The new European attitude towards personal data transfer to the United States in connection with the invalidation of the personal data “Privacy Shield” between the EU and the US (EU-US Privacy Shield)

The Body responsible for controlling EU public institutions in relation to personal data protection (European Data Protection Supervisor or EDPS) published on 29 October this year а Strategy on personal data transfer by European Institutions, Bodies, Offices and Agencies to third countries and in particular to the United States. The reason behind the EDPS Strategy is the disclosure of information that the European Parliament’s website for coronavirus tests management has been “attacked” with more than 150 requests to track the site’s users, and many of these “trackers” transmit data to US companies.

With this document, the EDPS encourages EU Bodies and Institutions to refrain from and avoid undertaking new activities for the personal data transfer and transmission to the United States. The Strategy also includes short- and medium-term compliance measures and actions, such as the preparation of a Transfer Impact Assessment prepared for each new cross-border data transfer process to the United States. Part of this Impact Assessment should include information on the specific data transmission and whether the country to which the data is intended to be transmitted provides an equivalent level of protection corresponding to that in the EU.

The Strategy prepared by the EDPS is another proof of the change that has occured in the attitude of the European Union regarding personal data transfer. The rules on personal data transfer to third countries outside the EU, and in particular to the United States, have undergone a significant change in light of the Judgement of the Court of Justice of the European Union of July 16 this year in the case, which became known as “Schrems II”. In this case, the Court of Justice annulled the EU Decision on the adequacy of the EU-US “Privacy Shield”, which regulated cross-border personal data transfer between the EU and the US. In its reasoning, the Court held that US law allows authorities to collect personal data of EU data subjects without the appropriate protection measures and legality guarantees which would meet the data protection requirements laid down in EU law. In addition, the Court finds that there is a lack of effective means of seeking compensation against the US Government from EU data subjects.

In the context of the Judgement thus adopted, the other personal data regulator – the European Data Protection Board (EDPB), clarified that there is no planned “transitional period” in which data controllers from the EU would be able to transfer personal data to the US under the “Privacy Shield”.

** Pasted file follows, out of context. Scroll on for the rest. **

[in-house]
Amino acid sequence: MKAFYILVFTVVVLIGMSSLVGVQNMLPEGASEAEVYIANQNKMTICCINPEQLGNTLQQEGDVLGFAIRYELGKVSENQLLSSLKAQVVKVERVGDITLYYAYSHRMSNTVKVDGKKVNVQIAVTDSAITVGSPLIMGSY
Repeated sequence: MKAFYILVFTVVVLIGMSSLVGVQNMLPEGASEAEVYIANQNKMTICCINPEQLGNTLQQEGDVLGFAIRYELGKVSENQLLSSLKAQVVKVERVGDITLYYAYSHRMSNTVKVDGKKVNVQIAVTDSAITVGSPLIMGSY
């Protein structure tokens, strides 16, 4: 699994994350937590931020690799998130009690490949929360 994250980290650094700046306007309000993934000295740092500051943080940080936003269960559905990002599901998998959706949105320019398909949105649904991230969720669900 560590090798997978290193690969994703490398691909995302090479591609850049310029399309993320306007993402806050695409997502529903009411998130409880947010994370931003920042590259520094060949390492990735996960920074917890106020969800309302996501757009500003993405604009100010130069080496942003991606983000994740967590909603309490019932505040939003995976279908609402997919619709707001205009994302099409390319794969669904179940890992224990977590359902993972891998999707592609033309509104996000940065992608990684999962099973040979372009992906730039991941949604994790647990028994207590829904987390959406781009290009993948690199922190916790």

As a result of this Judgement, all public and private entities from the EU who have relied on this mechanism for cross-border personal data transfer to the US now have to justify another legal basis in cases where they transfer personal data to the US. Otherwise, these entities risk being subject to the severe sanctions defined in the General Data Protection Regulation (GDPR).

EU data controllers can still rely on some alternative legal grounds for cross-border data transfer to the US. Some examples are:

  • Standard contractual clauses. They, however, should be subject to a much stricter assessment, in view of the obligation of controllers to determine whether there is an “equivalence” of the level of personal data protection in the third country, on a case-by-case basis;
  • Binding corporate rules, within a common corporate group, approved by at least one European personal data protection supervising authority, are another legal basis for cross-border data transfer. Identical to the use of standard contractual clauses, there should again be “equivalence” of the level of personal data protection in the third country, on a case-by-case basis, on the grounds of which additional measures should be taken, if necessary.

In conclusion, it can be summarized that the Judgment of the Court of Justice of the EU in the “Schrems II” case will inevitably affect international relations and trade, as a number of questions and risks arise for business. The EDPS Strategy for cross-border personal data transfer to the United States by EU Organizations, Offices and Institutions serves as a clear indication that a new era in personal data transfer has entered, with much stricter rules and restrictions in sight. Currently, both European personal data protection institutions – EDPS and EDPB, have taken the initiative to prepare additional Guidelines on the lawful personal data transfer to the United States, but this process is expected to take months. The need for a business response and the continuity of trade relations and turnover, however, necessitate a rapid alignment of existing data transfer practices in third countries with the new direction, outlined by the Court and the EU Authorities.